Appellant Grimes has contended that he was denied his right to a speedy trial. The record shows that no motion for speedy trial was filed in his behalf; and that he was first tried on April 21, 1969, some four months after indictment. That trial resulted in a mistrial, whereupon the appellant was tried a second time and convicted on May 9, 1969. Not having moved for a speedier trial, the appellant can not now complain of the delay. Harlow v. United States, 5th Cir. 1962, 301 F.2d 361, cert. denied 371 U.S. 814, 83 S.Ct. 25, 9 L.Ed.2d 56. Moreover, the delay was not excessive and appellant has not suggested any harm resulting therefrom.


Appellant Grimes has not supplied the name of the witness whom his counsel allegedly failed to subpoena. After the trial, the appellant hired a second attorney who stated in his motion for leave to withdraw, that the alleged witness, still not named, refused to meet with the attorney to discuss the case. Our perusal of the record has convinced us beyond doubt that the appellant was adequately represented by his privately-retained counsel at the trial level.


Appellant does not specify which evidence he contends was obtained by an unlawful search and seizure. At the trial, Special Investigator Griffith testified that through binoculars, he observed the appellant, a known liquor violator, placing two large cardboard boxes (each of which contained six gallons of untaxed whiskey), in a 1961 Buick. The observations were made from a field belonging to another, about 50 yards from the appellant's house. This did not constitute an illegal search. Hester v. United States, 1924, 265 U.S. 57, 44 S.Ct. 445, 68 L.Ed. 898; Fullbright v. United States, 10th Cir. 1968, 392 F.2d 432, cert. denied 393 U.S. 830, 89 S.Ct. 97, 21 L.Ed.2d 101.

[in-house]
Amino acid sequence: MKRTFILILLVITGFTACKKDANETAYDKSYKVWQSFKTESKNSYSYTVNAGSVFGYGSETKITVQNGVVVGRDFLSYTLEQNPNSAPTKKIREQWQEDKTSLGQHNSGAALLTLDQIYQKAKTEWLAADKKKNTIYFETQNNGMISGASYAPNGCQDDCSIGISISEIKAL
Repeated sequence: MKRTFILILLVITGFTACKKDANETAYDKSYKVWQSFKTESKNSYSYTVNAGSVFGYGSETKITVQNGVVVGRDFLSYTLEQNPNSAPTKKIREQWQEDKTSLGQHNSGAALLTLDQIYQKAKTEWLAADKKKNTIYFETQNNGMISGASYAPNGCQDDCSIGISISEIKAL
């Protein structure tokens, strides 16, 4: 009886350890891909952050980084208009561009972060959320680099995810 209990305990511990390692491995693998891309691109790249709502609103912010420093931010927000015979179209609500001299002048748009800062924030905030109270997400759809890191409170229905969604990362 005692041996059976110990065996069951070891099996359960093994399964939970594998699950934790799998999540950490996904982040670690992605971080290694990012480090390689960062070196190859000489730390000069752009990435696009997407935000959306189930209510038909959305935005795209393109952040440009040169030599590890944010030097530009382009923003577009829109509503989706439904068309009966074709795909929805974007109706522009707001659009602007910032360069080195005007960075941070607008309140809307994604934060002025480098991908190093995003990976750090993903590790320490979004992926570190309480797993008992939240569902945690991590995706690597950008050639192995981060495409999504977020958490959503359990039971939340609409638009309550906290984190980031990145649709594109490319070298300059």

The whiskey was found in the Buick which was being operated on the public street by appellant's co-defendant. The appellant was not in or near the vehicle at the time; and he has denied any connection with the vehicle. Therefore he has no standing to object to the search of the vehicle. Cassady v. United States, 5th Cir. 1969, 410 F.2d 379, and cases there cited.


At this trial, the appellant testified that the arresting officers injured him when they placed him under arrest. This was denied by the officers. Absent any prejudice to the appellant's right to a fair trial, which is not alleged nor shown, this allegation does not constitute grounds for reversal.


The appellant's claim of perjury of the key prosecution witness, Special Investigator Griffith, is based on his denial of the truth of Griffith's testimony. In testifying at his trial, Grimes denied that he had placed the boxes in the Buick automobile; and he averred that it would have been physically impossible for Griffith to have observed appellant doing so.


With respect to such conflicts in the testimony, the credibility choice is the province of the jury. Tillman v. United States, 5th Cir. 1969,406 F.2d 930. The officer's testimony must be accepted here as true, since it is not inherently incredible. Fowler v. United States, 5th Cir. 1956, 234 F.2d 695.


The Government's evidence was ample to sustain the verdict of the jury. We have found no error in the proceedings below, and accordingly the judgment of the district court must be affirmed.




Pursuant to Rule 18 of the Rules of this Court, we have concluded on the merits that this case is of such character as not to justify oral argument and have directed the clerk to place the case on the Summary Calendar and to notify the parties in writing. See Murphy v. Houma Well Service, 5th Cir. 1969, 409 F.2d 840, Part I; and Huth v. Southern Pacific Company, 5th Cir., 1969, 417 F.2d 526, Part I